[Colorado] State lawmakers are scheduled to hear about a bill March 23 that would bar the use of eminent domain for military purposes such as the expansion of the Piñon Canyon Maneuver Site.
House Bill 1069 was approved in committee and will be heard in front of the full House at 10 a.m. at the State Capitol.
State Rep. Wes McKinley introduced the bill that would bar the use of eminent domain in the Army’s proposal to expand the Piñon Canyon Maneuver Site (PCMS) northeast of Trinidad.
The Army wants to expand the PCMS on Fort Carson from its current 235,368 acres, potentially adding 418,577 acres. The expansion would require the acquisition of many private ranches and other properties.
McKinley’s bill would revise a piece of legislation dating back to 1910. The bill would withdraw permission given by the State of Colorado to the federal government to use eminent domain for military purposes.
Governments most commonly use the power of eminent domain when the acquisition of real property is necessary for the completion of public projects such as roads, military installations or public buildings. Some states require that before resorting to the use of eminent domain, the condemning body must make an offer of purchase to the owner.
More than 30 people testified March 6 before the House Committee on State Veterans and Military Affairs. Among those testifying were Las Animas County Commissioner Jim Montoya, who told the committee members of the Army’s past broken promises on economic benefits during the first Piñon Canyon acquisition and of the failure of the federal government to fully fund Payments in Lieu of Taxes (PILT), which were supposed to offset lost tax revenue to the county as a result of federal government land, which is exempt from property tax, existing within the county.
Lon Robertson, spokesman for the Piñon Canyon Expansion Opposition Coalition (PCEOC) said, “The bill is constitutionally sound. Some have raised questions as to whether it will in fact stop the Pentagon from taking up to one quarter of the state if they deem it ‘in the interest of national security.’ It probably won’t stop that kind of assault on Colorado in and of itself, but it will make a huge statement when our Colorado lawmakers demand to know more and require the Pentagon to secure their approvals first.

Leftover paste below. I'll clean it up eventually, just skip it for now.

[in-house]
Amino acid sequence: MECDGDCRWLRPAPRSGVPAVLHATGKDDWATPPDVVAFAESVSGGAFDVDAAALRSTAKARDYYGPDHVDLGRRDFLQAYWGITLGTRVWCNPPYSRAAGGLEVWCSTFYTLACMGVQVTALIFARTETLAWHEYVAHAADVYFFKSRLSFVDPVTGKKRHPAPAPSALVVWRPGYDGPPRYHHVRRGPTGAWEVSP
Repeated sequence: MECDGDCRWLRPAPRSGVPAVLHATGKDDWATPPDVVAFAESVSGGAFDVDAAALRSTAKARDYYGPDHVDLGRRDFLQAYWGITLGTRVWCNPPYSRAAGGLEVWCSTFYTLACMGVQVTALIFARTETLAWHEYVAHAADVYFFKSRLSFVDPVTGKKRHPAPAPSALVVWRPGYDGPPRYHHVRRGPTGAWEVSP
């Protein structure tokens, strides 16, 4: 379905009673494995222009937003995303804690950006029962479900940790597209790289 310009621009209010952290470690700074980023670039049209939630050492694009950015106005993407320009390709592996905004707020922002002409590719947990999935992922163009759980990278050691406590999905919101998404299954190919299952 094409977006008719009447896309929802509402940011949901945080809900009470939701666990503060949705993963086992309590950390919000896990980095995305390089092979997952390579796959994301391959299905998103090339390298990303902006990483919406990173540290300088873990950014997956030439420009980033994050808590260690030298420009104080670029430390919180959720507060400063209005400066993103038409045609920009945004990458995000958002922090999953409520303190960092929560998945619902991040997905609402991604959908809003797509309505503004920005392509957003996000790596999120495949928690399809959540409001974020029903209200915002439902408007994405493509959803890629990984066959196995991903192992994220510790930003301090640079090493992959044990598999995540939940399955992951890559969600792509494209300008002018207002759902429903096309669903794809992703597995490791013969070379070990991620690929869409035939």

“Last week’s approval of the bill by the Veterans and Military Affairs Committee, we believe shows how strong our legislators feel about their desire and responsibility to protect the citizens in Colorado and that they include southeastern Colorado in that effort.”
Fort Carson’s Lt. Colonel David Johnson said he believes “Rep. McKinley wants what we want, willing sellers.”
He said Fort Carson wants to make every attempt to get public comment before any decision is made. Johnson said he is “confident that the state’s leadership will render a decision that is best for Coloradoans.”
U.S. Sen. Ken Salazar sent a letter to Assistant Secretary of the Army Keith Eastin that contained a list of criteria that Salazar said would be a win-win situation for both the Army and the landowners in southeast Colorado.
The concepts Salazar included in his letter to Eastin:
- Create an economic development fund that will sustain growth and new investments in southeastern Colorado.
- Allow grazing to continue on the PCMS.
- Lease land from private landowners so that ranchers can continue to own and graze their lands.
- Use goods and services from the communities of southeast Colorado.
- Minimize any tax impacts on citizens who choose to sell their land to the Army.
- Allow public access to cultural and historic sites at the PCMS.
Salazar’s letter also asks that the Army not use eminent domain, and protect the cultural, agricultural, natural and environmental heritage of the region. He also suggested the Army “thoroughly consider alternate acquisition sites and smaller acreage levels for expansion” and to make available the plan for public scrutiny, discussion and comment.
Trinidad CO Times Independent: http://www.stpns.net